The “Other Mother” is a terrifying creature because she is completely manipulative and very convincing at what she does. At one point in the movie she tells Coraline, “Whatever would I have done with your old parents? If they left you, Coraline, it must because they became bored with you, or tired. Now, I will never become bored with you, and I will never abandon you. You know that I love you” (Selik). Coraline’s response to the mother saying this is quite surprising and mature, she nods her head in agreement. The Other Mother does love Coraline, but she doesn’t love her in an unconditional maternal way, she loves her in a “I get to enjoy this” kind of way. The Beldam looks at children and her world around her and sees all the ways she can manipulate and control them. And this is a kind of love that ends up destroying people and life because manipulation will never get you the true love you want. The Other Mother exploits the complete naivety of children promising them a perfect world where they are the center of attention. The Other Mother is pretty good at creating a replica of Coraline’s world, only its originality is slightly lacking because she makes the Otherworld smaller and a heck of a lot more amusing. These details tell us a lot about the Beldam because she doesn’t truly understand anything about family or friendship. She doesn’t make the Otherworld big because it’s not actually supposed to be enjoyable for a long time, it’s meant to be a trap – not a great life she’s created for herself because she too has to live in her trap, just as a spider does.
The point of sewing buttons onto her victims eyes is quite symbolic. The idea of sewing buttons onto the eyes to reflect the dolls that represent the victim then becomes symbolically clear with the common phrase in both the movie and the book, “the eyes are the window into the soul.” Once they are covered up they become trapped and it reinforces the connotation that buttons signify restriction. In Neil Gaiman’s vision buttons for eyes also had this implicative gallows humor given how dead behind the eyes everyone looks, which is darkly quite literal in the movie and that fundamentally works in conjunction with the world presented in the fantasy. It’s this wonderous beautiful place, yet its strikingly hollow on the inside. There is a willingness to accept a rather dull reality because when something seems all too perfect it become inherently deceptive and untrustworthy.
Cohen’s Monster Culture these provides readers with a description of how monster take form and what tactics they use to best haunt us non-monsters. I would describe the Other Mother/Beldam to take on thesis one, thesis three, and thesis six as her main point of destruction. Thesis one is the monster’s body is a cultural body and the Other Mother signifies this thesis because she’s always taking on the desires of children in their real world so she can trap them in her alternate world. She gets a hold of their lives through the pink palace and the creation of their look-alike doll and uses their fear of abandonment and lack of attention to allure and trap them. Thesis three is monster’s are the harbinger of category crisis because they don’t fit neatly into any one category and they are often defy logic with their hybrid qualities. We see this in the Beldam because she transforms into three different beings, the other mother, the skeletal being, and the spider witch. It seems impossible for the Beldam to be a witch, a spider, a shapeshifting entity that can take on the roll of multiple, but the souls of the other children allow her to do so. Thesis six is the fear of monster’s is really kind of desire. All children need the love of their parents but the Other Mother’s love is a devouring love that kills by taking away their sense of self (or soul). That’s why she’s so insistent that the children she takes never leave her. However, she can’t take Coraline’s eyes without Coraline’s permission. That’s why she creates an enticing trap, to get Coraline to make the exchange.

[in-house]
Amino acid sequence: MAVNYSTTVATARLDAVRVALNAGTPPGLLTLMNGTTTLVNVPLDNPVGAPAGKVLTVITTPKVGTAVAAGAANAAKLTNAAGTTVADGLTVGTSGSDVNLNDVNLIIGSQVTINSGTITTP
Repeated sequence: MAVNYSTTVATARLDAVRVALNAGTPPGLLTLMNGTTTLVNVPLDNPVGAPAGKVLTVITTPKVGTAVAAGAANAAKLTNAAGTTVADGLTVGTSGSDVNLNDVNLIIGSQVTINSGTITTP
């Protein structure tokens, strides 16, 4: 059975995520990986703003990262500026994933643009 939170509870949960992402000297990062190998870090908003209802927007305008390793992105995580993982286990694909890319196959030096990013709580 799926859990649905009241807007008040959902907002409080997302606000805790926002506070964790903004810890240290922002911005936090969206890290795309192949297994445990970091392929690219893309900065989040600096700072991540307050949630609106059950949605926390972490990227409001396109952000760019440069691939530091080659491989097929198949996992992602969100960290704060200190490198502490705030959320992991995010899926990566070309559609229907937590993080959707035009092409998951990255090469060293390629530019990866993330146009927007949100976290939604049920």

Coraline is noninvasive from a thematic perspective, The Other Mother sells you on the idea of what fear can be to the imagination of a young developing mind and in many ways what purpose fear can have on our perception of life. With Coraline, it’s the wise and attentive attitude of her character that carries the story for what is a simplistic but intriguing journey where she doesn’t see things as a given but rather comes to the realization that some things are just too good to be true.